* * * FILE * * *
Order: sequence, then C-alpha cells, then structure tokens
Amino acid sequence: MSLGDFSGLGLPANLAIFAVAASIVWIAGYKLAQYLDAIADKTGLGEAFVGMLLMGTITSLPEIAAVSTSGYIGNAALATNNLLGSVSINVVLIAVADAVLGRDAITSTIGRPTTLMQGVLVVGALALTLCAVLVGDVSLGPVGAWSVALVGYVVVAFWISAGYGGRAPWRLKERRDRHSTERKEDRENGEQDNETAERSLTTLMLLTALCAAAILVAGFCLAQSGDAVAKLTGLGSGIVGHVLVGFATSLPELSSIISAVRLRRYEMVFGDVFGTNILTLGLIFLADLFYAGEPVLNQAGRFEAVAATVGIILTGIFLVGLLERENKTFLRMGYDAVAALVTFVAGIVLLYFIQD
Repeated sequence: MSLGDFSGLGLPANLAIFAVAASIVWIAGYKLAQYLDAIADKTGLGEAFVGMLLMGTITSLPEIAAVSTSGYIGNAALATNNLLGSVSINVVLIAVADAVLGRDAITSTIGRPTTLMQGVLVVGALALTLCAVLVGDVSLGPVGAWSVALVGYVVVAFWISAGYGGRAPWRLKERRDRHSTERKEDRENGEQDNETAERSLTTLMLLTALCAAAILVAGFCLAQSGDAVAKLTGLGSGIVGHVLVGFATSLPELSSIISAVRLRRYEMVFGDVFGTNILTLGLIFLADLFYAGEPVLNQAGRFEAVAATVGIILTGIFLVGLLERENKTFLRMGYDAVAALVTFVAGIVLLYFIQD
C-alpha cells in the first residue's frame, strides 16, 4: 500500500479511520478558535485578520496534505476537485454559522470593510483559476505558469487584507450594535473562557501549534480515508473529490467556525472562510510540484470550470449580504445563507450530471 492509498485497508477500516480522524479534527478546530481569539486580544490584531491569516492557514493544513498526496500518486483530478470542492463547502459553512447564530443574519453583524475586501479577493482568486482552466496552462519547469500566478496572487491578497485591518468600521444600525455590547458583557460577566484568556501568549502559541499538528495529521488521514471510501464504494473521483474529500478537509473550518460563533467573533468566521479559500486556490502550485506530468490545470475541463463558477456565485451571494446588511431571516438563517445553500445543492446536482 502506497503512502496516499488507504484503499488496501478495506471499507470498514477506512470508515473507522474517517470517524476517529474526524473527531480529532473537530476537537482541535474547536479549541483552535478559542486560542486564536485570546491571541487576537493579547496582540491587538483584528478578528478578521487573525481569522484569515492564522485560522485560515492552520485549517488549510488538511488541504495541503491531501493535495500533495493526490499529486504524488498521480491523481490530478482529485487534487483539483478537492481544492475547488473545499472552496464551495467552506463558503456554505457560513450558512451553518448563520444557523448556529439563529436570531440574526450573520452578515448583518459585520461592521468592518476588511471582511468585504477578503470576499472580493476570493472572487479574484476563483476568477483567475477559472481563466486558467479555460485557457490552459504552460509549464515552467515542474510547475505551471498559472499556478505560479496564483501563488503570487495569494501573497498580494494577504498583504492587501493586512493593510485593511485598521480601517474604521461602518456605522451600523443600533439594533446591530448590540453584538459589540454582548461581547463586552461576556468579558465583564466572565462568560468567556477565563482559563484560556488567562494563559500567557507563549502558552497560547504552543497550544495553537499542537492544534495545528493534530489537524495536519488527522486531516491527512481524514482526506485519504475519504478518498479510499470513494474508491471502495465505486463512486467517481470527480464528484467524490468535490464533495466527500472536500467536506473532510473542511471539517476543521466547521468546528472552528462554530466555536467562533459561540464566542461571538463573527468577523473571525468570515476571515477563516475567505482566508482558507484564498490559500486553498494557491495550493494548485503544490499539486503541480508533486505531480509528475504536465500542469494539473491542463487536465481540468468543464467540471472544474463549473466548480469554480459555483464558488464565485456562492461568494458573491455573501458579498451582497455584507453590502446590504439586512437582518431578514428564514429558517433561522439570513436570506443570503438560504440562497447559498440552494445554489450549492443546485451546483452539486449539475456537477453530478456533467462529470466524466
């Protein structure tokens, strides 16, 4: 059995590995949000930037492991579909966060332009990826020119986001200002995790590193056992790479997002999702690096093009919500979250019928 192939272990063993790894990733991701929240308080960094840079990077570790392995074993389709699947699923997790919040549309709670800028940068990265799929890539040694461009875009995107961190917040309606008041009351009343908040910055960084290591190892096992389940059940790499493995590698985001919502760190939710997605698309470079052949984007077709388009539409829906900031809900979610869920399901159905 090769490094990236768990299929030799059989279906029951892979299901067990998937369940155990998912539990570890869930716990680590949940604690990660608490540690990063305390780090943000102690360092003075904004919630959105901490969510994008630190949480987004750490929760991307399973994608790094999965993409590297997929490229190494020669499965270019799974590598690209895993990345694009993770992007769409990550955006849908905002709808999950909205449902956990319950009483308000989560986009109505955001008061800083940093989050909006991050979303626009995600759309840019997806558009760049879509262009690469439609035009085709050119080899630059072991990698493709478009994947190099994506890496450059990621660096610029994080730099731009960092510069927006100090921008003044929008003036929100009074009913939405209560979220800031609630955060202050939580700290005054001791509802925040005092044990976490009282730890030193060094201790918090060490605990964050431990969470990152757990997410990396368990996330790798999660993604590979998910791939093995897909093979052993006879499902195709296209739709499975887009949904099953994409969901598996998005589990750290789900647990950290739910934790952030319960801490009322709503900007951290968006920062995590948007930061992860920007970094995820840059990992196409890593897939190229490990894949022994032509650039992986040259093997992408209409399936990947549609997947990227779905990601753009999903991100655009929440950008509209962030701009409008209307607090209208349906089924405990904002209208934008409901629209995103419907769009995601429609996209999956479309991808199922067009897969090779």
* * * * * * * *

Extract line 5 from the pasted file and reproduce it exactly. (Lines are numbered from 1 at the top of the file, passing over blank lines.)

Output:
């Protein structure tokens, strides 16, 4: 059995590995949000930037492991579909966060332009990826020119986001200002995790590193056992790479997002999702690096093009919500979250019928 192939272990063993790894990733991701929240308080960094840079990077570790392995074993389709699947699923997790919040549309709670800028940068990265799929890539040694461009875009995107961190917040309606008041009351009343908040910055960084290591190892096992389940059940790499493995590698985001919502760190939710997605698309470079052949984007077709388009539409829906900031809900979610869920399901159905 090769490094990236768990299929030799059989279906029951892979299901067990998937369940155990998912539990570890869930716990680590949940604690990660608490540690990063305390780090943000102690360092003075904004919630959105901490969510994008630190949480987004750490929760991307399973994608790094999965993409590297997929490229190494020669499965270019799974590598690209895993990345694009993770992007769409990550955006849908905002709808999950909205449902956990319950009483308000989560986009109505955001008061800083940093989050909006991050979303626009995600759309840019997806558009760049879509262009690469439609035009085709050119080899630059072991990698493709478009994947190099994506890496450059990621660096610029994080730099731009960092510069927006100090921008003044929008003036929100009074009913939405209560979220800031609630955060202050939580700290005054001791509802925040005092044990976490009282730890030193060094201790918090060490605990964050431990969470990152757990997410990396368990996330790798999660993604590979998910791939093995897909093979052993006879499902195709296209739709499975887009949904099953994409969901598996998005589990750290789900647990950290739910934790952030319960801490009322709503900007951290968006920062995590948007930061992860920007970094995820840059990992196409890593897939190229490990894949022994032509650039992986040259093997992408209409399936990947549609997947990227779905990601753009999903991100655009929440950008509209962030701009409008209307607090209208349906089924405990904002209208934008409901629209995103419907769009995601429609996209999956479309991808199922067009897969090779």